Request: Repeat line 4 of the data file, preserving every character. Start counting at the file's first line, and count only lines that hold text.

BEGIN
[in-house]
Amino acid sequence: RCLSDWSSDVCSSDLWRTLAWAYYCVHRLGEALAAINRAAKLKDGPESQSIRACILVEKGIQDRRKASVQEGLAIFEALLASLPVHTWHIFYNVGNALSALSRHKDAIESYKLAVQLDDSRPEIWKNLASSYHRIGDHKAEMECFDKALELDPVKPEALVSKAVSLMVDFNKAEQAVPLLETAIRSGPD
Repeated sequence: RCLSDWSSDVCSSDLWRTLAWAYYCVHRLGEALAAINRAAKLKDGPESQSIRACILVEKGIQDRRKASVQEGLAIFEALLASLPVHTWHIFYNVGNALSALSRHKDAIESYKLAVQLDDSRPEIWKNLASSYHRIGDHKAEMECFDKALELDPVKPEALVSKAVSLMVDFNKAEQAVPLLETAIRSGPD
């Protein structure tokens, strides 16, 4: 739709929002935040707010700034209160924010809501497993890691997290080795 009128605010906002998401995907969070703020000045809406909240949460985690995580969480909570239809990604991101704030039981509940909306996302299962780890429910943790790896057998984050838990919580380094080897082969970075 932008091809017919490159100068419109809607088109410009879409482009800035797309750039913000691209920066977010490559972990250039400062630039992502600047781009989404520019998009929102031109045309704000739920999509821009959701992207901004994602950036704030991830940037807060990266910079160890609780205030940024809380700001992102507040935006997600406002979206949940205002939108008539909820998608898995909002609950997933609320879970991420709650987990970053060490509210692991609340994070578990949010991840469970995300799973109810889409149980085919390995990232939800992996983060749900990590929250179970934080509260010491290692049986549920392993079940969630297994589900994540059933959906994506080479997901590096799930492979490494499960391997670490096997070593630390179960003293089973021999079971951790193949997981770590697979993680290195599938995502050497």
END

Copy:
């Protein structure tokens, strides 16, 4: 739709929002935040707010700034209160924010809501497993890691997290080795 009128605010906002998401995907969070703020000045809406909240949460985690995580969480909570239809990604991101704030039981509940909306996302299962780890429910943790790896057998984050838990919580380094080897082969970075 932008091809017919490159100068419109809607088109410009879409482009800035797309750039913000691209920066977010490559972990250039400062630039992502600047781009989404520019998009929102031109045309704000739920999509821009959701992207901004994602950036704030991830940037807060990266910079160890609780205030940024809380700001992102507040935006997600406002979206949940205002939108008539909820998608898995909002609950997933609320879970991420709650987990970053060490509210692991609340994070578990949010991840469970995300799973109810889409149980085919390995990232939800992996983060749900990590929250179970934080509260010491290692049986549920392993079940969630297994589900994540059933959906994506080479997901590096799930492979490494499960391997670490096997070593630390179960003293089973021999079971951790193949997981770590697979993680290195599938995502050497």